About 90 minutes too early to say this, but I think we survived Snowmageddon 2013 here in New England. I say that because it’s not over until the bus driver beep-beeps in the driveway to take the lovely young gentlemen to school. Not sure how it works for other special needs kids, but W. and J. have trouble with unstructured time. Unfortunately lately each of their recreational interests have waned a bit, making snow days – especially the work days – difficult.
Here’s a guilty admission: school snow days are really tough for me because the work expectations don’t end, even if the outside world cuts me a little slack because like me, everyone else is working from home and putting their finger in the dike managing the kids. So I take breaks to make sure the kids are OK but unfortunately I’m not there doing crafts and attending to their interests every moment. This makes me feel bad but really, I’m not sure how everyone else does it all either. We pop in videos, make sure the hygiene and breakfast are addressed, and otherwise encourage appropriate play but tolerate more stimming than usual, just because we have to get thru the day somehow. The hubby is often minding the fort on these days as he’s far better at working with autism-noise in the background. Lately the boys are a cacophony of noises – J. tends to make nonfunctional vocalizations – someone once called them dolphin sounds – while W. sings Xmas songs year round, and has an amazingly pertinent playlist. (“Let is Snow” was a favorite all weekend. See here, people who say the profoundly affected are clueless to their world.) I have a hard time writing and thinking with two channels of autism noise, so tend to sit in my upstairs office perch cranking the heater up and hoping I don’t hear screams or hubby bellowing.
Friday was like this, Saturday was largely spent popping videos into the basement VCR and checking in on the boys every 10 min while we spent 6 hours – literally – shoveling and snowblowing 27 inches from our 75-foot long driveway. And that didn’t count 1 of the 2 garages where the 4+ foot drift just couldn’t get done with the weary snowblower – nor the back sidewalk where a 5-foot high drift just wasn’t in the cards.
But then, there was the reward. There’s always a reward, really. The trails were restored to their fluffy snowiness thanks to 12-16 inches in the White Mountains of NH where we like to hike. We picked a bit of an aggressive route, I was sadly hauling arse due to feeling slightly under the weather and probably more out of shape than I’d like to admit, but – we made it. The summit was as grand as imagined, and actually not as hard as I’d thought. After a nice break I had more fuel in the tank so to speak to have gone longer and harder at the snowshoe. Which is great news, since I set a goal for a longer/greater elevation gain peak across the street, hopefully to be done in the next month.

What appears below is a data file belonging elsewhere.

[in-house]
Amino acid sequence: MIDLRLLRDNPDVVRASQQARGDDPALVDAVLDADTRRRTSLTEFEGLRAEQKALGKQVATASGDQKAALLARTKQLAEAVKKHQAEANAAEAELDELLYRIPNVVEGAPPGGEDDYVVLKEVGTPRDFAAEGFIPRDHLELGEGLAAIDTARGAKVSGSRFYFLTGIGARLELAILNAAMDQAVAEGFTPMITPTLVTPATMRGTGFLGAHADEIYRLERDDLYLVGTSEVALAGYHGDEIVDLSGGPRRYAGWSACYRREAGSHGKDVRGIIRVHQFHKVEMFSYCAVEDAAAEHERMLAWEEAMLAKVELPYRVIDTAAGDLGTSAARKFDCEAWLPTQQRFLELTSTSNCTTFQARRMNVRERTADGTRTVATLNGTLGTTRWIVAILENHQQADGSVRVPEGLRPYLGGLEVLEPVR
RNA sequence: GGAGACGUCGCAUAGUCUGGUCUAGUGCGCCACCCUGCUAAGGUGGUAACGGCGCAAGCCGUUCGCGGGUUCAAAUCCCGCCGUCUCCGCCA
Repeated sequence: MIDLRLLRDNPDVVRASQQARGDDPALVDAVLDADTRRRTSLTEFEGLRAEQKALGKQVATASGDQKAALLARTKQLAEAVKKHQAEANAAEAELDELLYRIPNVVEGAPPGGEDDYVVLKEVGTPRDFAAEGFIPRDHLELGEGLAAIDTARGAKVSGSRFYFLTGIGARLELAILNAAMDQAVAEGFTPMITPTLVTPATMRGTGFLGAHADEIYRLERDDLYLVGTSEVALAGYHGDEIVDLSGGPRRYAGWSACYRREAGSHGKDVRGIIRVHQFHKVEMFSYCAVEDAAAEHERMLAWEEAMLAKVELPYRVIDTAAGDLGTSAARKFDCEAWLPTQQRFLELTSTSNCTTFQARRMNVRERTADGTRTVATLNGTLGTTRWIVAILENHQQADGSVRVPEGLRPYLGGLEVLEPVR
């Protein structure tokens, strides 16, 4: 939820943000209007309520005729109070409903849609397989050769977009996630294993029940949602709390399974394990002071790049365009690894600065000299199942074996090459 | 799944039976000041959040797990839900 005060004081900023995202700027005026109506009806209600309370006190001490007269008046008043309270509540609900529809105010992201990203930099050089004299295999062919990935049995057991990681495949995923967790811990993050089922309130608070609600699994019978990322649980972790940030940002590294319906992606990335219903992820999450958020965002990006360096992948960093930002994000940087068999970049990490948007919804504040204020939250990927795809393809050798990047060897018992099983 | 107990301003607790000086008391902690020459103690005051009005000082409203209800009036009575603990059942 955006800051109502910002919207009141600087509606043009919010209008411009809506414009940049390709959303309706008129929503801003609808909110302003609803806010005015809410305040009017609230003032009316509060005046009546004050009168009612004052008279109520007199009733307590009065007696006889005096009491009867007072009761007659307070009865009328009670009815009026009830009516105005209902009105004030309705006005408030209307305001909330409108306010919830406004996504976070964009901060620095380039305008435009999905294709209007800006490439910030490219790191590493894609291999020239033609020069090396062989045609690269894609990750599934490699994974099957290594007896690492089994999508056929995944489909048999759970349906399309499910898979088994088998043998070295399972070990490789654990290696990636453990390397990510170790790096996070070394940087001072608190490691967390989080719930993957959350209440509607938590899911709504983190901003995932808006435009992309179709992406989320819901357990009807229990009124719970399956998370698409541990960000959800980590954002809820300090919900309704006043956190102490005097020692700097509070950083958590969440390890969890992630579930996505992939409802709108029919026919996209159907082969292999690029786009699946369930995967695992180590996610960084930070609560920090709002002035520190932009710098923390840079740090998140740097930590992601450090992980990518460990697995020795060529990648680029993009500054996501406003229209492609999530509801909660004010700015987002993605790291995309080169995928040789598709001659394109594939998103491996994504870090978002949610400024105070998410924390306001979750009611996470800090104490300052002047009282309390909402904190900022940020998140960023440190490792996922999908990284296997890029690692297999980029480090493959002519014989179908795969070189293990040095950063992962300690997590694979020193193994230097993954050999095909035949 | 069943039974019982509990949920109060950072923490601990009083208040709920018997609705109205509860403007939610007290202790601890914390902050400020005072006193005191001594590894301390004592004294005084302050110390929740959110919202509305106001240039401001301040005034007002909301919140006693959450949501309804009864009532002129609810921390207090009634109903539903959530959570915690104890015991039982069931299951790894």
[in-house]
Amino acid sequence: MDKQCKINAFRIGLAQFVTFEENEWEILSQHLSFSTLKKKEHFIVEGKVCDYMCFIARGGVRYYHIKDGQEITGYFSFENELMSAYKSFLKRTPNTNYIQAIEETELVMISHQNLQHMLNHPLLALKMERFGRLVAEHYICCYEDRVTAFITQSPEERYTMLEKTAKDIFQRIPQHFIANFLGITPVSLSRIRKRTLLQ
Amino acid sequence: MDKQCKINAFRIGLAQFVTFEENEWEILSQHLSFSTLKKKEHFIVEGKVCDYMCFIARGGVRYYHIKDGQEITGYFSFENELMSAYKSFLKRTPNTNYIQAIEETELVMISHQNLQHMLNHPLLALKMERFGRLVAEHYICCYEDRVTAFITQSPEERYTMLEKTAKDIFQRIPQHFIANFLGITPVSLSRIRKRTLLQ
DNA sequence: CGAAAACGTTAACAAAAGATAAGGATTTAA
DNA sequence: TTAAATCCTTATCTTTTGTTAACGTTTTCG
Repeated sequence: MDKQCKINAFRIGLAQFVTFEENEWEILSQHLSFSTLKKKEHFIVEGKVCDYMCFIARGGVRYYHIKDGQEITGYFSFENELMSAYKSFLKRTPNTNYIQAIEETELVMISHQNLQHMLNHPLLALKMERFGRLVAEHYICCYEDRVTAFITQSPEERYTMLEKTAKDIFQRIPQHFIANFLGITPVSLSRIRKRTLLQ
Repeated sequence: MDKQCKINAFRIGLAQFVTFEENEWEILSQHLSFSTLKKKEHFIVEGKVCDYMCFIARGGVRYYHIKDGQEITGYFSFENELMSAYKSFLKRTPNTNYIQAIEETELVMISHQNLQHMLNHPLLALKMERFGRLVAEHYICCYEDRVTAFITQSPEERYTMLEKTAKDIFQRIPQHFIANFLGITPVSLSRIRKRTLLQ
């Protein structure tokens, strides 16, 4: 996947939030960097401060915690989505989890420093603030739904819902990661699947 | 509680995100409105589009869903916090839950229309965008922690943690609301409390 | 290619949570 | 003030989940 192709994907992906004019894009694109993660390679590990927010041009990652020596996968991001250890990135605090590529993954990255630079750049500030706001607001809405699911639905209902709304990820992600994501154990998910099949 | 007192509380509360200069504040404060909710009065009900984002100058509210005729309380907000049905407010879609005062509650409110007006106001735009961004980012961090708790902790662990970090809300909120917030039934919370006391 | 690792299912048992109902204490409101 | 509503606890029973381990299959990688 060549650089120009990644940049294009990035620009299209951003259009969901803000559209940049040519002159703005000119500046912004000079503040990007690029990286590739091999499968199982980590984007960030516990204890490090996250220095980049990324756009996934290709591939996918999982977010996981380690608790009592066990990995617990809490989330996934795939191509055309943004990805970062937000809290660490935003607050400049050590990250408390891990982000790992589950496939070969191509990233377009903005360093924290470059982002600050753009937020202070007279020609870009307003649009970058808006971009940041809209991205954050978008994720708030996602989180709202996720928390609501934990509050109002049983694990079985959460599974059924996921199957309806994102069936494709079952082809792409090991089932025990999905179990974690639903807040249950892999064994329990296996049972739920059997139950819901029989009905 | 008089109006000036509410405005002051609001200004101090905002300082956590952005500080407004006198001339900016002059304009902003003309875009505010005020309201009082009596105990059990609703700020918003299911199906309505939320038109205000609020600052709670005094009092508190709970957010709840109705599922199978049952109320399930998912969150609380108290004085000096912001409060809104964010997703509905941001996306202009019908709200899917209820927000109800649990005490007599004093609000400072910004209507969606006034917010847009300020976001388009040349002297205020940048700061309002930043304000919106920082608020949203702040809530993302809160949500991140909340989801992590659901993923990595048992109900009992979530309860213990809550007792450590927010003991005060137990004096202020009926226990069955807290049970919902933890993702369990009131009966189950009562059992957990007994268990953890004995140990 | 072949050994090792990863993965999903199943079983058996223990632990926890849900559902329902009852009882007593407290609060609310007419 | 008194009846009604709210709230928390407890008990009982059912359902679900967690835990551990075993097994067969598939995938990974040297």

Apologies for boring all 3 of you readers with endless hiking blather, but I take such joy in days like Sunday. The Presidential Range arced across the sky and of the 8 four-thousand foot or above peaks directly in front of us, we’d done 6 of them already – with the 2 biggest (and hardest) still left beckoning us, invitingly, gently telling us they know we can do it – and they will be so proud to welcome us atop. Each mountain has a memory, or several. No time to recite them all here on a day where I’m supposed to be working, but suffice it to say they are truly my mountains – our mountains. When the sun shines bright and the crisp winter skies silhouette us against nature’s achievements, I know I can do autism.
And run a business, be good at my craft, be a decent mom, and love enough to change my sons for the better, and the rest of the world along with it all.
Of course there was Monday, when for whatever stupid nonsensical reason school was cancelled, caregivers weren’t to be found to help with 1 notable exception (who wins a prize in my heart for showing up), and we were finger in the dike again. But- we made it. As W. and J. awake to shut off their alarm clock soon, I’ll hug them from the depths of my soul, and know we are ready for the trails ahead today – that the storm tested us, proved us more than worthy – and that our unique journey carries us ever upward to the sky.